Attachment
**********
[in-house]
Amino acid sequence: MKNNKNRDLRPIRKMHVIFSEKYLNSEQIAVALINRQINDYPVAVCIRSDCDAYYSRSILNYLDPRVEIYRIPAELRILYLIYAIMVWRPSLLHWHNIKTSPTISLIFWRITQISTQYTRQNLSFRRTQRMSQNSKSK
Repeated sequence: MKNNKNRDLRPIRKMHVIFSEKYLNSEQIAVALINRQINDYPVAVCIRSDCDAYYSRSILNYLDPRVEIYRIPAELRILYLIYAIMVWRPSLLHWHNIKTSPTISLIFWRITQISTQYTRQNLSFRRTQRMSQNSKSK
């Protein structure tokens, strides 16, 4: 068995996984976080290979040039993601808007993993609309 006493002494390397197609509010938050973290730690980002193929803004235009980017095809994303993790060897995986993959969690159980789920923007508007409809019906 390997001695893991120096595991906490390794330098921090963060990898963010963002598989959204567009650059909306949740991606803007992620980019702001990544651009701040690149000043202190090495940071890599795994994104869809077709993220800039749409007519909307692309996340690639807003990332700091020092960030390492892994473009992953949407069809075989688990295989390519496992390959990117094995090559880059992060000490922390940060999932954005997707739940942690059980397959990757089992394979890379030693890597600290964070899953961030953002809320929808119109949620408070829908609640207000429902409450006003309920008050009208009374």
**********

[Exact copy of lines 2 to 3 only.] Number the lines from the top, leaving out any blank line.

Amino acid sequence: MKNNKNRDLRPIRKMHVIFSEKYLNSEQIAVALINRQINDYPVAVCIRSDCDAYYSRSILNYLDPRVEIYRIPAELRILYLIYAIMVWRPSLLHWHNIKTSPTISLIFWRITQISTQYTRQNLSFRRTQRMSQNSKSK
Repeated sequence: MKNNKNRDLRPIRKMHVIFSEKYLNSEQIAVALINRQINDYPVAVCIRSDCDAYYSRSILNYLDPRVEIYRIPAELRILYLIYAIMVWRPSLLHWHNIKTSPTISLIFWRITQISTQYTRQNLSFRRTQRMSQNSKSK